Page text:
Fantastic Voyage Futuristic ‘PillCam’ Shoots, And Scores

Dr. Ira Schmelkin puts a lot of himself into his work. And sometimes, that means putting his work into himself.


Schmelkin recently became his own patient, trying for the first time the revolutionary PillCam ESO, a tiny video recording device housed in a pill-shaped casing the size of a vitamin. He popped the PillCam into his mouth and swallowed; 20 minutes later the camera was at work collecting enough full-color images to make a full diagnosis on the health of his esophagus.

Schmelkin, a gastroenterologist at Berkshire Medical Center, describes the procedure, called capsule endoscopy, as phenomenal, groundbreaking, and above all, cool.

But it’s not a new concept for him. Schmelkin has been a proponent of PillCam technology for several years, and has been involved with its development for as long. There are other PillCam models on the market now, used to view other areas of the body, but Schmelkin said the PillCam ESO is one of the most significant advances the technology has seen.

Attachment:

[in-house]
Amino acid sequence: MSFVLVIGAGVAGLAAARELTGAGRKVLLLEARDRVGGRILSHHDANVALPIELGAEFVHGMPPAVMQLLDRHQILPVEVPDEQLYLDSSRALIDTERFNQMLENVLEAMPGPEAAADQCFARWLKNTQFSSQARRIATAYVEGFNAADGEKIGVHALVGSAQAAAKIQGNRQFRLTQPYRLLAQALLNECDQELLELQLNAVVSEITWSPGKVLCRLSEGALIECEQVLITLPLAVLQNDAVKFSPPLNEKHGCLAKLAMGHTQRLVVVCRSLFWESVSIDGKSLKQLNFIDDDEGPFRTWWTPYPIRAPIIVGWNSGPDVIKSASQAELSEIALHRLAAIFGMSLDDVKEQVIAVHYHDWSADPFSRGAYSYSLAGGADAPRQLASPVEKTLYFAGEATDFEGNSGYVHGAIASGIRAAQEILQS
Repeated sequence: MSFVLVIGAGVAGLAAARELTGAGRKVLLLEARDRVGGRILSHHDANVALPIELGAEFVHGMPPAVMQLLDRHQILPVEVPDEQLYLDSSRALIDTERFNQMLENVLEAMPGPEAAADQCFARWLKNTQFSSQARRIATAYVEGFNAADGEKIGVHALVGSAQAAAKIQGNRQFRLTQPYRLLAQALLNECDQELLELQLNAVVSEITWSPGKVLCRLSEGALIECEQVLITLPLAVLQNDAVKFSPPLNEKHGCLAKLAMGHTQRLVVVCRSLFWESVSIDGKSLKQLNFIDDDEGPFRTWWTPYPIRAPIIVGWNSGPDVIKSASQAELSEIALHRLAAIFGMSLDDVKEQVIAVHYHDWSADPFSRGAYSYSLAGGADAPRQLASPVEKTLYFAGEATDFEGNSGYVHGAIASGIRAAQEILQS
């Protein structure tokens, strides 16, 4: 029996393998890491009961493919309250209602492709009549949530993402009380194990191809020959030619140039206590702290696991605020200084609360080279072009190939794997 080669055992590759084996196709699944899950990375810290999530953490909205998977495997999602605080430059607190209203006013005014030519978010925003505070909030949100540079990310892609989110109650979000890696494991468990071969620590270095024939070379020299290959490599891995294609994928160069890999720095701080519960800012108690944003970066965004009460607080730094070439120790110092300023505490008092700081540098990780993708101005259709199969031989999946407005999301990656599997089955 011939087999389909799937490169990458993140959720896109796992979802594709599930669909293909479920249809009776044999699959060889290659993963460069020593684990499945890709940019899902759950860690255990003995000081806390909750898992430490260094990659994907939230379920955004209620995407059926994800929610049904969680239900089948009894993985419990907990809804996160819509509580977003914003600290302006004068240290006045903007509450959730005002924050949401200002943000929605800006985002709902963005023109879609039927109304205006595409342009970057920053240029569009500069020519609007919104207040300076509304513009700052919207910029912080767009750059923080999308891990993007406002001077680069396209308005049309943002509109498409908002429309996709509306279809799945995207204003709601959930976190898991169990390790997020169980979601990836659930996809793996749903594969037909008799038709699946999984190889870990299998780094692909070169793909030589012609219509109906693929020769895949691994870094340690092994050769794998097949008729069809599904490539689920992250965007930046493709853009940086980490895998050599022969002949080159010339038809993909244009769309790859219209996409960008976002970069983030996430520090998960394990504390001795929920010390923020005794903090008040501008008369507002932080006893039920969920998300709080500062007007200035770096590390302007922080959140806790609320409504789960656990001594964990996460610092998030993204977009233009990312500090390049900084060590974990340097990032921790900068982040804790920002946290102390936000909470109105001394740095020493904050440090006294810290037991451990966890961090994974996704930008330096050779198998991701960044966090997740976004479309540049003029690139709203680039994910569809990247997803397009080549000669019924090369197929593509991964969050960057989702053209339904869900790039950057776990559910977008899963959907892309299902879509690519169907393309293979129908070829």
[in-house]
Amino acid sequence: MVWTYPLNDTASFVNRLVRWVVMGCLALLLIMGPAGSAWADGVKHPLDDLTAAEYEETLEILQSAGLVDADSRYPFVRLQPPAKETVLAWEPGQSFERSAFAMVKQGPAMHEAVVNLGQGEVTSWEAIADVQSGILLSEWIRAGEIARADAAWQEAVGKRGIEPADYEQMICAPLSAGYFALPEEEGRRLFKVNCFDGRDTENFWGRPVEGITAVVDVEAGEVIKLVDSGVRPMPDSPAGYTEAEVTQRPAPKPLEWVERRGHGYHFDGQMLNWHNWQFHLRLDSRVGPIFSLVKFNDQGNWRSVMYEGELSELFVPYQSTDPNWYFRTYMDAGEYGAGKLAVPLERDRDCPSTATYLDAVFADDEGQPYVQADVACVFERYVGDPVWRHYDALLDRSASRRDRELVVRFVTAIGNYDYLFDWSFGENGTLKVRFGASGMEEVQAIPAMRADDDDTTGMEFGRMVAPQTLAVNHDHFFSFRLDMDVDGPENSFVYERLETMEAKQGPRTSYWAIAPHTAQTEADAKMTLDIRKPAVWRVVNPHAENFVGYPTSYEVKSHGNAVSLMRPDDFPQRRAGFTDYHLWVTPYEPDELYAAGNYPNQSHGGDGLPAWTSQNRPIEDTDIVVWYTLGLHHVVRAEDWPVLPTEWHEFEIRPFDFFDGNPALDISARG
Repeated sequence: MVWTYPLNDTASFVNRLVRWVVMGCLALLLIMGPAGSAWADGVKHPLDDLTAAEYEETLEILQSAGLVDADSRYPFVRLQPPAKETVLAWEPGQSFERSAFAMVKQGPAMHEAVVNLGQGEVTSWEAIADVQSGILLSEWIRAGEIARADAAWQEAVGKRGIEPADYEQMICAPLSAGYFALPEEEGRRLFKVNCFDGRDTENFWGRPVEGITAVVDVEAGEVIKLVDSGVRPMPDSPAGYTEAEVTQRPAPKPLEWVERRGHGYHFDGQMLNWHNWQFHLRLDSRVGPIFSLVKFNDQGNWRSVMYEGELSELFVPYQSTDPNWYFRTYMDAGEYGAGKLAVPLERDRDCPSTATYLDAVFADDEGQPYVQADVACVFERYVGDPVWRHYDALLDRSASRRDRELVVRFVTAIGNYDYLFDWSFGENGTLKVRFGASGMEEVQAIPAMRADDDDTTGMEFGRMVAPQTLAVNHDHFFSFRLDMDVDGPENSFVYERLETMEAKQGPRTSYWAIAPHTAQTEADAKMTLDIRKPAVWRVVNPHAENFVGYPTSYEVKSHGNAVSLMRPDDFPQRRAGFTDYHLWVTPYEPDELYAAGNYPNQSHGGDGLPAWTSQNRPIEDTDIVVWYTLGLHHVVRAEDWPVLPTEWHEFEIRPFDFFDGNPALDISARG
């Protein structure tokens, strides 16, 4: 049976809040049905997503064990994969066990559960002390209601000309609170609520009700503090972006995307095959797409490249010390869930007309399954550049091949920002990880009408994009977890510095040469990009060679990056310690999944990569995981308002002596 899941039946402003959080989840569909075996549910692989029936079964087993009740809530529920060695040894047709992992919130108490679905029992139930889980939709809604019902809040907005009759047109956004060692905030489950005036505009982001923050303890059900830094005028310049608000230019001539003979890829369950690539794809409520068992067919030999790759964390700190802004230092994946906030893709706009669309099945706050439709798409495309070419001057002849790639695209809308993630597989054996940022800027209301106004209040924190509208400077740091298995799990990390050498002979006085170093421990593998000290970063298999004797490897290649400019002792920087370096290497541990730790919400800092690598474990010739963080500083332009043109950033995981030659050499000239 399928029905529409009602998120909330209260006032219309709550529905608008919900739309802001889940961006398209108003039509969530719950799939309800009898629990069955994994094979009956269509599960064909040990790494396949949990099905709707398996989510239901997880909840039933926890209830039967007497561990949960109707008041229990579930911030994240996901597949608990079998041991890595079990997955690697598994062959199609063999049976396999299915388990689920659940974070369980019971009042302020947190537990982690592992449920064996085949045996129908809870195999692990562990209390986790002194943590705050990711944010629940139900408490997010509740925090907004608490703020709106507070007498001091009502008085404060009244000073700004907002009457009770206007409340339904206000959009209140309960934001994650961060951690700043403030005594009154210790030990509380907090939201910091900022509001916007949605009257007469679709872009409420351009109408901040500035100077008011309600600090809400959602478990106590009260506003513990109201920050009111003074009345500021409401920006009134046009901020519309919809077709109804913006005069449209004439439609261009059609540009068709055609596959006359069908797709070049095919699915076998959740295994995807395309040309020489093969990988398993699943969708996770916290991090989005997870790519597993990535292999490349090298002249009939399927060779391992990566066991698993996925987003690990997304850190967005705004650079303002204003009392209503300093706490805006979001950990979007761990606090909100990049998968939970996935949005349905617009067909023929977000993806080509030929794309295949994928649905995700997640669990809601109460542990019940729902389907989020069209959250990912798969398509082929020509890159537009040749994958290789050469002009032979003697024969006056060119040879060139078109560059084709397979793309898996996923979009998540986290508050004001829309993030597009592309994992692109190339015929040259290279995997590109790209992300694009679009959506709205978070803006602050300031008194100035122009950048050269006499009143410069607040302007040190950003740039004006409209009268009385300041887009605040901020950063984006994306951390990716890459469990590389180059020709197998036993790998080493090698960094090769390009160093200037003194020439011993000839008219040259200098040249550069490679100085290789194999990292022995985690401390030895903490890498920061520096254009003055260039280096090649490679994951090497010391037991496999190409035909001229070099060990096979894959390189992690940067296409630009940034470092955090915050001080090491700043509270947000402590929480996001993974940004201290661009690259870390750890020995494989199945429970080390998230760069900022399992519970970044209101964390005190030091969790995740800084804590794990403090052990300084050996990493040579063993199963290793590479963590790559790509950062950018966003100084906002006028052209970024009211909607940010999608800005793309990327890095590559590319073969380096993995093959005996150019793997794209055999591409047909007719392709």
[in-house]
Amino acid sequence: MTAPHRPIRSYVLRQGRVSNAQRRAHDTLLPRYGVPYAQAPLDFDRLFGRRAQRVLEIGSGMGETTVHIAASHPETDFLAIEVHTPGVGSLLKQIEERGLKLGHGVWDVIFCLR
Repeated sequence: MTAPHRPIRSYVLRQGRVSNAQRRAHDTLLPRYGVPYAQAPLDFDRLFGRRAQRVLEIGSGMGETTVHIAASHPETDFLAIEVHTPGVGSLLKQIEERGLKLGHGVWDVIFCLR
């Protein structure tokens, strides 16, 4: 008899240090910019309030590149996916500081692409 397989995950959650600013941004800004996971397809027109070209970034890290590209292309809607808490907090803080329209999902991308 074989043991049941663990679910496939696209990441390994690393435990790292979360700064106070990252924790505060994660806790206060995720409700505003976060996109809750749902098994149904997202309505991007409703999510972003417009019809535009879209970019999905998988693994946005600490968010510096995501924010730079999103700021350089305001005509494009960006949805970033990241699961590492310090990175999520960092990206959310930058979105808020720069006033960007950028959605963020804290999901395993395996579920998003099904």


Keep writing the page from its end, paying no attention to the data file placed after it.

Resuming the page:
“There was a need for effective diagnostic tools for the esophagus, and this fills that need,” he said. “I think this technology will absolutely take off.”

The PillCam ESO was approved by the FDA only a matter of weeks ago, but Schmelkin is already using the device to diagnose patients. Currently, he is the only physician in the Northeast using PillCam ESO technology.

Big Gulp

Schmelkin was also a pioneer of the PillCam ESO’s predecessor, the PillCam SB (small bowel), which was designed to ake photos of the small intestine to look for problems such as internal bleeding, or disorders such as Crohn’s Disease.

His fascination began during his training at Mount Sinai Hospital in Manhattan. Schmelkin was able to observe some cutting-edge methods for diagnosing gastro-intestinal problems, but realized, along with his associates, that most procedures, like traditional endoscopies using a scope, still had a few kinks to work out.

“Performing an endoscopy and a colonoscopy still leaves 20 feet of the small intestine we can’t get to,” Schmelkin explained. “In that case, an X-ray can be done, but often they are inaccurate and can’t detect things like flat lesions. There is nothing like looking at an area directly to detect possible problems.